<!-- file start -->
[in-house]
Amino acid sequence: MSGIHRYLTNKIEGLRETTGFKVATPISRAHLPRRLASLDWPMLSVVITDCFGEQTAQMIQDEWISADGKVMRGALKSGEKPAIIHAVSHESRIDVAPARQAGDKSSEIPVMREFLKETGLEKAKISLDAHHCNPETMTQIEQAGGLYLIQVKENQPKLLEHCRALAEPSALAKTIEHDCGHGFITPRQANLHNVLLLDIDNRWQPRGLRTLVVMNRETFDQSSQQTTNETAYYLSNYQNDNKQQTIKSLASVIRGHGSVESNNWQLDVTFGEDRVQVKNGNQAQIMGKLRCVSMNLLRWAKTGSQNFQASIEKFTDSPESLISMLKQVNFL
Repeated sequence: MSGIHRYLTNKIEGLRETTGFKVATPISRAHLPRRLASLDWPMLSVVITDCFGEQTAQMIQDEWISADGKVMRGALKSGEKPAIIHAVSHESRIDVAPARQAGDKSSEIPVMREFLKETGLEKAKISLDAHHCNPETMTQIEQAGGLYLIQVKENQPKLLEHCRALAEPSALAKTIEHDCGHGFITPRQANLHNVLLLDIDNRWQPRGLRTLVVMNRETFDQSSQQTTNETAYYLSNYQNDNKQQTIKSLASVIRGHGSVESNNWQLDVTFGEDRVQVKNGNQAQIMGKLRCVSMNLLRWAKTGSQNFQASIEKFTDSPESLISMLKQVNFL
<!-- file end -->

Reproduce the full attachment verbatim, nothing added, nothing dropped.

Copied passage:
[in-house]
Amino acid sequence: MSGIHRYLTNKIEGLRETTGFKVATPISRAHLPRRLASLDWPMLSVVITDCFGEQTAQMIQDEWISADGKVMRGALKSGEKPAIIHAVSHESRIDVAPARQAGDKSSEIPVMREFLKETGLEKAKISLDAHHCNPETMTQIEQAGGLYLIQVKENQPKLLEHCRALAEPSALAKTIEHDCGHGFITPRQANLHNVLLLDIDNRWQPRGLRTLVVMNRETFDQSSQQTTNETAYYLSNYQNDNKQQTIKSLASVIRGHGSVESNNWQLDVTFGEDRVQVKNGNQAQIMGKLRCVSMNLLRWAKTGSQNFQASIEKFTDSPESLISMLKQVNFL
Repeated sequence: MSGIHRYLTNKIEGLRETTGFKVATPISRAHLPRRLASLDWPMLSVVITDCFGEQTAQMIQDEWISADGKVMRGALKSGEKPAIIHAVSHESRIDVAPARQAGDKSSEIPVMREFLKETGLEKAKISLDAHHCNPETMTQIEQAGGLYLIQVKENQPKLLEHCRALAEPSALAKTIEHDCGHGFITPRQANLHNVLLLDIDNRWQPRGLRTLVVMNRETFDQSSQQTTNETAYYLSNYQNDNKQQTIKSLASVIRGHGSVESNNWQLDVTFGEDRVQVKNGNQAQIMGKLRCVSMNLLRWAKTGSQNFQASIEKFTDSPESLISMLKQVNFL